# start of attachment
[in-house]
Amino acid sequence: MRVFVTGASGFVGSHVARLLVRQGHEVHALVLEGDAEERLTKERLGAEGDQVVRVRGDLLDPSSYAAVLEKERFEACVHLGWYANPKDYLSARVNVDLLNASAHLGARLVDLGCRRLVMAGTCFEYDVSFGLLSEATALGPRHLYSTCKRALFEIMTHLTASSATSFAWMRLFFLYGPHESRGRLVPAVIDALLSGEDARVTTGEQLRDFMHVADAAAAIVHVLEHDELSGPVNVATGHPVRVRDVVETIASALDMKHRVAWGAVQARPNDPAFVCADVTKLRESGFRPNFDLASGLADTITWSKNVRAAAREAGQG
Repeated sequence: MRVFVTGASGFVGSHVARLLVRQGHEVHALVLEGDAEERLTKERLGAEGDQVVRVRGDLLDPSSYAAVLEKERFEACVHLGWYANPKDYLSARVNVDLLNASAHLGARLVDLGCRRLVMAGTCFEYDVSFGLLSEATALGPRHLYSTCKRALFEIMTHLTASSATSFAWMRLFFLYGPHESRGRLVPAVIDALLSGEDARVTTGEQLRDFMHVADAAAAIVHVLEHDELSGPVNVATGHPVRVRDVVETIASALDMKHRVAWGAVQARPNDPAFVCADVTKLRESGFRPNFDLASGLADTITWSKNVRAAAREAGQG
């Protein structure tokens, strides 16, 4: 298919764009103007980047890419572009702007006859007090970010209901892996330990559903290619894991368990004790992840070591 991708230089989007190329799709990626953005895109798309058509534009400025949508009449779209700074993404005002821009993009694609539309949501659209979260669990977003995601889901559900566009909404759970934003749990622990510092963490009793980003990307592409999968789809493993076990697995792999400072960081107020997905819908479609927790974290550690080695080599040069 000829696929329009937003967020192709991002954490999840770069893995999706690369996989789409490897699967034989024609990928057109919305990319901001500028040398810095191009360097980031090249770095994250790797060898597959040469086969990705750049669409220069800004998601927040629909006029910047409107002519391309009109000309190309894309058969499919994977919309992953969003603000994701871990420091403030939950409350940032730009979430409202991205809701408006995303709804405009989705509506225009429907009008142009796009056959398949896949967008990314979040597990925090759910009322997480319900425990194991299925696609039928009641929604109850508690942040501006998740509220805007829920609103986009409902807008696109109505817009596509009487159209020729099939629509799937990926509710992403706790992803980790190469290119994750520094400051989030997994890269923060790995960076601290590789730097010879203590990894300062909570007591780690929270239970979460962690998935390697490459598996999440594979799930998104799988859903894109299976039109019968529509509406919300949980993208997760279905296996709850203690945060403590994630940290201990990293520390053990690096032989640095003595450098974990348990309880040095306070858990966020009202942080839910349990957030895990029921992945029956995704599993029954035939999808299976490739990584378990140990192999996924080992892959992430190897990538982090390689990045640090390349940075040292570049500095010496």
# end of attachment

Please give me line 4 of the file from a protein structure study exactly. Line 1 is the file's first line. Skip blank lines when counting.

């Protein structure tokens, strides 16, 4: 298919764009103007980047890419572009702007006859007090970010209901892996330990559903290619894991368990004790992840070591 991708230089989007190329799709990626953005895109798309058509534009400025949508009449779209700074993404005002821009993009694609539309949501659209979260669990977003995601889901559900566009909404759970934003749990622990510092963490009793980003990307592409999968789809493993076990697995792999400072960081107020997905819908479609927790974290550690080695080599040069 000829696929329009937003967020192709991002954490999840770069893995999706690369996989789409490897699967034989024609990928057109919305990319901001500028040398810095191009360097980031090249770095994250790797060898597959040469086969990705750049669409220069800004998601927040629909006029910047409107002519391309009109000309190309894309058969499919994977919309992953969003603000994701871990420091403030939950409350940032730009979430409202991205809701408006995303709804405009989705509506225009429907009008142009796009056959398949896949967008990314979040597990925090759910009322997480319900425990194991299925696609039928009641929604109850508690942040501006998740509220805007829920609103986009409902807008696109109505817009596509009487159209020729099939629509799937990926509710992403706790992803980790190469290119994750520094400051989030997994890269923060790995960076601290590789730097010879203590990894300062909570007591780690929270239970979460962690998935390697490459598996999440594979799930998104799988859903894109299976039109019968529509509406919300949980993208997760279905296996709850203690945060403590994630940290201990990293520390053990690096032989640095003595450098974990348990309880040095306070858990966020009202942080839910349990957030895990029921992945029956995704599993029954035939999808299976490739990584378990140990192999996924080992892959992430190897990538982090390689990045640090390349940075040292570049500095010496």